Due to the increase in asbestos defendants seeking chapter 11 bankruptcy, Congress followed the Manville model in 1994, “amend[ing] the Bankruptcy Code to include a provision . . . to allow for the resolution of asbestos liability claims . . . through a trust-based system.”[13]  The provision allows a debtor, in its chapter 11 bankruptcy plan, to create a trust to be used as the sole source of compensation for its asbestos liability.  If its plan is approved, an asbestos claimant is prohibited from suing the reorganized debtor for asbestos liability.[14]  The trust model enables debtors to obtain certainty regarding their asbestos liability, while simultaneously ensuring that asbestos claimants have access to compensation.[15]  Debtors are commonly required “to file periodic disclosures . . . of the financial health of the asbestos liability trust.”[16]  Yet they are not required to identify claimants seeking compensation, the nature of their injuries, and the amount of payments they receive.  In fact, “Documents governing the operation of the asbestos trusts often include restrictions on sharing trust data, facilitating a lack of transparency in the trust system.”[17]

There is evidence of duplicitous and conflicting claims being made in various bankruptcy trusts.  A Wall Street Journal investigation of trust claims and court cases filed by 850,000 people found “numerous apparent anomalies.”[18]  For example, “More than 2,000 applicants to the Manville trust said they were exposed to asbestos working in industrial jobs before they were 12 years old.  Hundreds of others claimed to have the most-severe form of asbestos-related cancer in paperwork filed to Manville but said they had lesser cancers to other trusts or in court cases.”[19]  Despite evidence to the contrary, eleven bankruptcy trusts interviewed by GAO maintained that their audits had not revealed even one instance of fraud.[20]  This data “runs contrary to historical experiences,” as “fraud and abuse have been uncovered in virtually every compensation and relief program undertaken in modern America.”[21]  Reports issued by GAO and the RAND Corporation “both concluded that asbestos bankruptcy trusts are unlikely to identify and decline payment of improper claims, including claims that are supported by ‘altered work histories’ or allege inconsistent exposure pattern.”[22]

H.R. 982 addresses these issues by requiring greater transparency for asbestos trusts, preserving funds for valid claimants.  The measure ensures that claimants harmed by asbestos exposure —including veterans, who have been disproportionately affected—will have access to compensation for their injuries.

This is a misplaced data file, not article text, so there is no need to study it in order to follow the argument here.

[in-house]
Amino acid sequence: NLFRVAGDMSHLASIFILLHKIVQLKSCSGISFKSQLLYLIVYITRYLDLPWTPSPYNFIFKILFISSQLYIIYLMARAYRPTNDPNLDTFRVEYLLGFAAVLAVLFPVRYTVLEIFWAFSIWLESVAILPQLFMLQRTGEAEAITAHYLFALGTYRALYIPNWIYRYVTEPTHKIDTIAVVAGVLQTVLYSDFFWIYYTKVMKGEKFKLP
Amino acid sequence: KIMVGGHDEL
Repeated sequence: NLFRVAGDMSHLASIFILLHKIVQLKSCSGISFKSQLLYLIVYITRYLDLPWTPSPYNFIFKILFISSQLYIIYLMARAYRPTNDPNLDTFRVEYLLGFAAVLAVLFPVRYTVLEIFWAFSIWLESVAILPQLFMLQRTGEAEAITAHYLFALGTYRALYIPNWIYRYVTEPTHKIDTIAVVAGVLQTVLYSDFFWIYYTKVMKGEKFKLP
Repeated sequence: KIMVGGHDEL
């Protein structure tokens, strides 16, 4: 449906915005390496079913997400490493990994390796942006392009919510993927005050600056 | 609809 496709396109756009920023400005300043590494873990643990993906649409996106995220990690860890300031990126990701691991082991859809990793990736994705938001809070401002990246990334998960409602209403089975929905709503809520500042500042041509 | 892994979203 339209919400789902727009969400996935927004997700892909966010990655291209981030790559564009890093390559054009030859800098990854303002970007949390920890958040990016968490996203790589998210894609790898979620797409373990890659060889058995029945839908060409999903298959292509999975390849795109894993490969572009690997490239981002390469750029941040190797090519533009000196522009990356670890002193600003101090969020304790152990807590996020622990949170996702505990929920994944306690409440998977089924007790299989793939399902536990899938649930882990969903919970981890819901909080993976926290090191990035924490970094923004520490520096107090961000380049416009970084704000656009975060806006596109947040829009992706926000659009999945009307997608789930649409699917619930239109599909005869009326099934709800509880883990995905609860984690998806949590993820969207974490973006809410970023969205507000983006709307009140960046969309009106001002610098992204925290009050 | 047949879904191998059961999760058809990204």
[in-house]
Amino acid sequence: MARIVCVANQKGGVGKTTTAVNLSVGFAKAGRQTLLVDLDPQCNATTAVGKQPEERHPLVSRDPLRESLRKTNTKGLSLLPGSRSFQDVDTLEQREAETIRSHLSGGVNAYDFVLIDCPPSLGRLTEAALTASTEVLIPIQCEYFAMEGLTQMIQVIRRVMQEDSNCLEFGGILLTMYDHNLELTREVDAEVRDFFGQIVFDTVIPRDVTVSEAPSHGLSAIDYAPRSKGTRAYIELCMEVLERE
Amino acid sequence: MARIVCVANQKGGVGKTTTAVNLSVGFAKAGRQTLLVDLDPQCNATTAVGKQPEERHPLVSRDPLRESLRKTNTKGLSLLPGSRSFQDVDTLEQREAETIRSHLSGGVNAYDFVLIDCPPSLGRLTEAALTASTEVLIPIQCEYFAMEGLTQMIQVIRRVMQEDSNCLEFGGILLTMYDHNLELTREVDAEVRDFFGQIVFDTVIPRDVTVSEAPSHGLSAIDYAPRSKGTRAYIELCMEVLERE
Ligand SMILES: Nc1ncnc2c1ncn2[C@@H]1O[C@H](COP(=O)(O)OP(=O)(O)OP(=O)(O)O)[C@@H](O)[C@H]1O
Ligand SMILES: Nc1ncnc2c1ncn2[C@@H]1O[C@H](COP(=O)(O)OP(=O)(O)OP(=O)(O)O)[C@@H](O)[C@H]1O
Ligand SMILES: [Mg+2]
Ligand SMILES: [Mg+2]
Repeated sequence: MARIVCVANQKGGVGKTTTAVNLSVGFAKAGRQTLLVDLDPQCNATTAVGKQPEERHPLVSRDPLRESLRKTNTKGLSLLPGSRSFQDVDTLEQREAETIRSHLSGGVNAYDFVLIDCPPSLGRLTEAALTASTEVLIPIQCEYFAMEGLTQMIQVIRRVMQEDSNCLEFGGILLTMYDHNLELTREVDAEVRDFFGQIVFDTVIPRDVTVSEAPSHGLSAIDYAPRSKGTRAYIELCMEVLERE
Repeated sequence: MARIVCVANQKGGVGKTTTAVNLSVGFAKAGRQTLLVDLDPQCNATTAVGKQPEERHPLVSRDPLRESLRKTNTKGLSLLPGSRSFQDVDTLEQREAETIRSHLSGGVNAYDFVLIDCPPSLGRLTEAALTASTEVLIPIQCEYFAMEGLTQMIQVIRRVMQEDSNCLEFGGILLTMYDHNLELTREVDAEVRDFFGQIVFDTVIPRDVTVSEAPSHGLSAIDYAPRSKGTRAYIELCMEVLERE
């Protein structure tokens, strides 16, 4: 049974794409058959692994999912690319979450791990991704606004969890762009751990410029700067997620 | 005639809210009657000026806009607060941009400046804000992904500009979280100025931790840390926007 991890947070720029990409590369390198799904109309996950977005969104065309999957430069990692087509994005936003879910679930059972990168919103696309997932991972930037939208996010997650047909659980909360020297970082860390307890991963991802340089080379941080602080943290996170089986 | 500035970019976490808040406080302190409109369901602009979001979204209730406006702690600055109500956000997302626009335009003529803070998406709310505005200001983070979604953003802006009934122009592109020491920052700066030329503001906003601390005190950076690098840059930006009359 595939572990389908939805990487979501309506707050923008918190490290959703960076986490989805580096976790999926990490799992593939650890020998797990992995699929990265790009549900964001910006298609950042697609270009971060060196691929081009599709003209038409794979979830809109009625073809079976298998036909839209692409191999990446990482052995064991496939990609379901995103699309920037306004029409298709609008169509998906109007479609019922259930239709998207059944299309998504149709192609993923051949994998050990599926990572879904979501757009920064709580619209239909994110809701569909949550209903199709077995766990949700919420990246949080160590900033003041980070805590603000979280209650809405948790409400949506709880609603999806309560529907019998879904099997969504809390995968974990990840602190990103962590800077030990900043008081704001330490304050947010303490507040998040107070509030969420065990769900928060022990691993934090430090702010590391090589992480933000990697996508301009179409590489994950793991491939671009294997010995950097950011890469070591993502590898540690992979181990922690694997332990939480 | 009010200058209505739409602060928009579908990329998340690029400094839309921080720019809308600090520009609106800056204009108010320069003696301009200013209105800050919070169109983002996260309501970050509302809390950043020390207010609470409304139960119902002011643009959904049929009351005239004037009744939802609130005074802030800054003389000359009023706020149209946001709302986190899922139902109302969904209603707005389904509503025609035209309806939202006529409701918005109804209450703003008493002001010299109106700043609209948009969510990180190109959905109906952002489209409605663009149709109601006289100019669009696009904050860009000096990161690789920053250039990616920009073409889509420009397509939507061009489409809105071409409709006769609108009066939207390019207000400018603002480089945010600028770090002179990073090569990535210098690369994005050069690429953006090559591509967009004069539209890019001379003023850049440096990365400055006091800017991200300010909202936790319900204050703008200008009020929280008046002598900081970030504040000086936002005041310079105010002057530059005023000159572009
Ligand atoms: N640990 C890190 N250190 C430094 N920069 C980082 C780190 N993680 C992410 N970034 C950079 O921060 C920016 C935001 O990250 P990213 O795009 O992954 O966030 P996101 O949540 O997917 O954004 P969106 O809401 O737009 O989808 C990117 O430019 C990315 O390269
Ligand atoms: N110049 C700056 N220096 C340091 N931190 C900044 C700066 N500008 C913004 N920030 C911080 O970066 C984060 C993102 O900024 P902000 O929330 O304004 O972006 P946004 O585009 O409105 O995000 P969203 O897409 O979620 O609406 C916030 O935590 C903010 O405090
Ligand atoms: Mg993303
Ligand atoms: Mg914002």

[1] Id. at 2.

[2] Id. 2-3.

[3] Id. at 3.

[4] Id. at 4.

[5] Id.

[6] Id.

[7] Id. at 6.

[8] Id. “To unearth new clients . . . screening firms advertise in towns with many aging industrial workers or park X-ray vans near union halls. To get a free X-ray, workers must often sign forms giving law firms 40 percent of any recovery. One solicitation reads: ‘Find out if YOU have MILLION DOLLAR LUNGS!’ It is estimated that more than one million workers have undergone attorney-sponsored screenings. . . . According to legal scholars, ‘without these claims, the ‘asbestos litigation crisis’ would never have arisen.’” Id.

[9] Id. at 7-8. 

[10] Id. at 8.

[11] Id. at 5.

[12] Id.

[13] Id. “As of June 2012, 54 asbestos trusts had been formed, with an additional nine trusts expected in the near-term and a considerable acceleration of trust formations in the second half of the 2000’s. These trusts manage substantial assets reported in excess of $18.2 billion at the end of 2008. The asbestos trusts review and pay damages on account of millions of claims a year . . . .” Id. at 5.

[14] Id. at 5.

[15] Id.

[16] Id. at 9.

[17] House Committee Report 113-254 at 11.

[18] Dionne Searcey & Rob Barry, As Asbestos Claims Rise, So Do Worries about Fraud,Wall St. Journal (Mar. 11, 2013).

[19] Id.

[20] Id. at 12.

[21] Id.

[22] Id. at 11.


According to CBO estimates, “implementing H.R. 982 would have no significant impact on the federal budget,” and would not affect direct spending or revenues.  H.R. 982 would impose a private-sector mandate as defined in UMRA; however, because the information required under the bill is already tracked by asbestos trusts, the incremental cost of compliance “would fall below the annual threshold established in UMRA for private sector mandates ($150 million in 2013, adjusted annually for inflation).”


1)         Rep. Cohen (D-TN) Amendment #1 – Amendment exempts from the bill asbestos trusts with internal anti-fraud procedures.

2)         Rep. Nadler (D-NY) Amendment #2 – Amendment protects public health and safety by adding a requirement that any party seeking payment information from a trust must also make available information relevant to such action that pertains to public health or safety.

3)         Rep. Jackson Lee (D-TX) Amendment #3 – Applies the transparency rules in the bill equally to asbestos industry defendants by requiring asbestos companies to report information about the location of their asbestos-containing products and provides an exception for trade secrets. 

Additional Information

For questions or further information contact the GOP Conference at 5-5107.